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New measurement method for radioactive methane

March 20, 2019

The method developed by Juho Karhu in his PhD thesis work at the University Helsinki, is a first step towards creating a precise measuring device.

The article by doctoral researcher Juho Karhu was published in February, 2019, in Optics Letters, one of the most internationally renowned publications in the area of photonics. The article described a new method for measuring radioactive methane.

- The new method is an optical one based on spectroscopy. Previously, radioactive methane has been measured with accelerator mass spectrometry, involving expensive and huge machines. Optical measuring could be a cheaper and more agile method, Karhu says.

The method created by Karhu is based on the absorption of materials, i.e. how the material retains light at different wavelengths. By measuring how much the material absorbs, we can deduce how much it contains different components.

In his research, Karhu analysed which wavelength the light source used should have in order to measure radioactive methane. This is a first step towards a functioning measurement device.

Optical methods have been used before to measure radioactive carbon dioxide. So far, we have not reached the same precision with optical methods as with accelerator mass spectrometry. Karhu is the first scientist to apply optical techniques to the measurement of radioactive methane.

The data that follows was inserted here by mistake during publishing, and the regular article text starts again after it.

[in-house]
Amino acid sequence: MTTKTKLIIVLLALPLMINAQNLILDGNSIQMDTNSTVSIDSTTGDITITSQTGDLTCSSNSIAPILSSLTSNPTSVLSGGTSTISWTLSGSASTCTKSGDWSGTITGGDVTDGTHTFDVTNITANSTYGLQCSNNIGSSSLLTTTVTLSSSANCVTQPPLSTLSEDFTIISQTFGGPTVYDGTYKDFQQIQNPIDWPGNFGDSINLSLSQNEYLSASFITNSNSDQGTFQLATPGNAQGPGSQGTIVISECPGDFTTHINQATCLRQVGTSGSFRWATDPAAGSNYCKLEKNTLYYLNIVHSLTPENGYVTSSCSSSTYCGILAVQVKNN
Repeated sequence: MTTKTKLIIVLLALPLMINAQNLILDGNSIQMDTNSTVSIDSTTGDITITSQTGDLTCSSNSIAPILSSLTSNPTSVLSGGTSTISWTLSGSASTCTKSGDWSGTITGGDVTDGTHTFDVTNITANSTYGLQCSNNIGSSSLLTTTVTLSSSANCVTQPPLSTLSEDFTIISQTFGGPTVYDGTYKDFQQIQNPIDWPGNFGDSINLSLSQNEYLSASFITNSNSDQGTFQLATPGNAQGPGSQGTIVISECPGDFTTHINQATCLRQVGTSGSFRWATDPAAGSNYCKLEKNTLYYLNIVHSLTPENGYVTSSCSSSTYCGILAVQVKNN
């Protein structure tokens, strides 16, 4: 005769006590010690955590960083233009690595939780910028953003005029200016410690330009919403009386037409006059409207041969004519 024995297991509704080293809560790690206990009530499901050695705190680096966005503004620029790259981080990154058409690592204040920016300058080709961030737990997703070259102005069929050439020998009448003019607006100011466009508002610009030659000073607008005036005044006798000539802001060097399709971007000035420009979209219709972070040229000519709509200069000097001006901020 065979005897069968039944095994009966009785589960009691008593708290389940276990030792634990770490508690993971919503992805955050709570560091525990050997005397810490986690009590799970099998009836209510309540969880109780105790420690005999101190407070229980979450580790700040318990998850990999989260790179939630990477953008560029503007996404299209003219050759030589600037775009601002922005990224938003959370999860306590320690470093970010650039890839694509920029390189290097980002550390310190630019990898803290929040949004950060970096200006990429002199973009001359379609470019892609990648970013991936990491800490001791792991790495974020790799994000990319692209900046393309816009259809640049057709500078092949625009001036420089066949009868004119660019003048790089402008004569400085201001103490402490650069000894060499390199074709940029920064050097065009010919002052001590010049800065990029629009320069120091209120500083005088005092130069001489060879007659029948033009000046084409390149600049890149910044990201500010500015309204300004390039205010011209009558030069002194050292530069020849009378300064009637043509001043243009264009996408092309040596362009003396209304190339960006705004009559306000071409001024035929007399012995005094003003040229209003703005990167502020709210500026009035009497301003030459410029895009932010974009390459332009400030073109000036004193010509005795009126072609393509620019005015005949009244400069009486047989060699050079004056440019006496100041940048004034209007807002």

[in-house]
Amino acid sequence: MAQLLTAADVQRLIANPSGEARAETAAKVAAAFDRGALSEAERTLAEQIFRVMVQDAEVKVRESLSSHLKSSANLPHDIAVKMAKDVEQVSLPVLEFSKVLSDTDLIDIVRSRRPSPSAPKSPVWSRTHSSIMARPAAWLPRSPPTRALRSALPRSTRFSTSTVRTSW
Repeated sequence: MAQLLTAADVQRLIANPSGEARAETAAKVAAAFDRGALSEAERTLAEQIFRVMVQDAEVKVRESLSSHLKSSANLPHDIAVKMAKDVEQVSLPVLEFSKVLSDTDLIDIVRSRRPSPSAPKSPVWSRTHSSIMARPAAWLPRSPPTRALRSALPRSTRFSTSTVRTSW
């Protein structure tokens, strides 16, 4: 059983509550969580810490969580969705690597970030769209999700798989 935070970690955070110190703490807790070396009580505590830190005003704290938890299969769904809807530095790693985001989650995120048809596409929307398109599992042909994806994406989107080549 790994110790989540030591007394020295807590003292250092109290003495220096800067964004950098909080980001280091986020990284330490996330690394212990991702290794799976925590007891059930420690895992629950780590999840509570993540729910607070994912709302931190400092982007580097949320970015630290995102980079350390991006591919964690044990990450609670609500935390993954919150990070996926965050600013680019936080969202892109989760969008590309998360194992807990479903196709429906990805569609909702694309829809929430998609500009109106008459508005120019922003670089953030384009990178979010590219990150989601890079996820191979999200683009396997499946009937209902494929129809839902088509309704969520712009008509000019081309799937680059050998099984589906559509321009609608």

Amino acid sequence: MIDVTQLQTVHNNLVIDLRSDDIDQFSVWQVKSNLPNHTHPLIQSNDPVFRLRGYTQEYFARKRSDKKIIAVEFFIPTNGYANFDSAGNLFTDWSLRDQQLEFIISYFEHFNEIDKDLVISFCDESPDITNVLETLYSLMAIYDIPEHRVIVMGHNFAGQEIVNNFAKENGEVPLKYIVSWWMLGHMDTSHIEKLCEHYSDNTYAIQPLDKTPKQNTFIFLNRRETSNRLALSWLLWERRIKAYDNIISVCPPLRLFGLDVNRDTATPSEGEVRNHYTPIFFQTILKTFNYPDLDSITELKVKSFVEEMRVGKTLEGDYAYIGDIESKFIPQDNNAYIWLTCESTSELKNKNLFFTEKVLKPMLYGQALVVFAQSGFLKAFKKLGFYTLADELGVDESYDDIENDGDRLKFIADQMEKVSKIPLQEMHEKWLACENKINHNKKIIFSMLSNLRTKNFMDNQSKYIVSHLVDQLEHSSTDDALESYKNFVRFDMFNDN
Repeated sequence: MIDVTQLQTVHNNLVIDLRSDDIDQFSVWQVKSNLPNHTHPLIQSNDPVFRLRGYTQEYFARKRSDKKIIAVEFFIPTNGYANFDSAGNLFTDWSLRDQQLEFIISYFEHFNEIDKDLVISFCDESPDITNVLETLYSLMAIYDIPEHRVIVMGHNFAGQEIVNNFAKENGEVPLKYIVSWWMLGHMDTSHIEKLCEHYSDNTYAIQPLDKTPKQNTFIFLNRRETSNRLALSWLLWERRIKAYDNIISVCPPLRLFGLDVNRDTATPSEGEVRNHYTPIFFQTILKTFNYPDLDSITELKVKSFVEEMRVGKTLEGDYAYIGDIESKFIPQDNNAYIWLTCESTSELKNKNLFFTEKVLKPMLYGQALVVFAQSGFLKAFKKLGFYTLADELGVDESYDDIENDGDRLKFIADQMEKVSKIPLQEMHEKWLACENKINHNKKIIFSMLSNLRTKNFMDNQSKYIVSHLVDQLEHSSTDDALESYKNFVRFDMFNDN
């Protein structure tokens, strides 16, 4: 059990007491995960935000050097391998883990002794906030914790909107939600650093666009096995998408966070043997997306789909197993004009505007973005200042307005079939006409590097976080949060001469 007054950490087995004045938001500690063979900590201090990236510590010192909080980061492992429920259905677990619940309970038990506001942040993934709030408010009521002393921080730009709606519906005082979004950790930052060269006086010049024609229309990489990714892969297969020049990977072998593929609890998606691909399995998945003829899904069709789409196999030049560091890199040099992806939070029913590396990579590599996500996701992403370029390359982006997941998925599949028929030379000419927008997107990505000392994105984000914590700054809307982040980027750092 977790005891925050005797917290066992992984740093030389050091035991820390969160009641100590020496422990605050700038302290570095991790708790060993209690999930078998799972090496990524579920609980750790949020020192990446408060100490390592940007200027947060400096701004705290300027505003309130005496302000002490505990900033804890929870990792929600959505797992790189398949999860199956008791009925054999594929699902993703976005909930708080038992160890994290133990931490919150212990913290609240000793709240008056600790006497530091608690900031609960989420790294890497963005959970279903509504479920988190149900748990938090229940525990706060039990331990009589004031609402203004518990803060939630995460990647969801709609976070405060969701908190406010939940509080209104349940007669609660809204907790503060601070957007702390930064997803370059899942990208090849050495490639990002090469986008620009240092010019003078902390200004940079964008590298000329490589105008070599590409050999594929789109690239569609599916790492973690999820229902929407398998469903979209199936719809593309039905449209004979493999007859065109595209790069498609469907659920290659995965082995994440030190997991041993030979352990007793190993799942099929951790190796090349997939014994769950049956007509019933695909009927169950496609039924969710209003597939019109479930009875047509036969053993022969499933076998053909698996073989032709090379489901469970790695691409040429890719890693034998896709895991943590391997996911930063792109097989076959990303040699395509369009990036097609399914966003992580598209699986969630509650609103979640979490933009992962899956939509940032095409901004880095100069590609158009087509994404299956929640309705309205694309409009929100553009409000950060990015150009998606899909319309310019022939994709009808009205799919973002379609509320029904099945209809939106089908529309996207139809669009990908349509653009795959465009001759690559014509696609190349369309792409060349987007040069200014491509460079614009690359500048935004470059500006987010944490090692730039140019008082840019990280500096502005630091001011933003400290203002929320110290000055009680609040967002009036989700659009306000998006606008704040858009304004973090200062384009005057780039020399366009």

Applications within the energy industry

According to Karhu, the optical method for measuring radioactive methane could be applied in fields such as energy production.

-- The method could be used for finding out the composition of fuel, for example. The authorities could analyse how much of a biofuel consists of biogas and how much is natural gas, Karhu explains.

The method could also be applicable in nuclear power plants. It could be used to measure the levels of radioactive methane on-site. Samples would no longer have to be sent to a laboratory.

Radioactive methane occurs naturally all around us. It is in the atmosphere and all living beings. However, the levels are very low. A very small part of all natural methane is radioactive.

In small doses, radioactive methane is harmless to humans and the environment.
-end-
Karhu gained the topic for his thesis work from the Technical Research Centre of Finland, where Senior Fellow Guillaume Genoud heads the development of the optical measurement of radioactive molecules.

Assistant Professor Markku Vainio was the supervisor for the thesis belonging to the field of physical chemistry.

Reference:

Broadband photoacoustic spectroscopy of CH414 with a high-power mid-infrared optical frequency comb, Juho Karhu, Teemu Tomberg, Francisco Senna Vieira, Guillaume Genoud, Vesa Hänninen, Markku Vainio, Markus Metsälä, Tuomas Hieta, Steven Bell, and Lauri Halonen. Optics Letters, Vol. 44, Issue 5, pp. 1142-1145 (2019), https://doi.org/10.1364/OL.44.001142

More information:

Doctoral researcher Juho Karhu, Department of Chemistry, University of Helsinki,The doctoral programme in chemistry and molecular sciences (CHEMS), juho.karhu@helsinki.fi

Associate Professor Markku Vainio, University of Helsinki, markku.vainio@helsinki.fi, Department of Chemistry, +358 50 4486525

University of Helsinki

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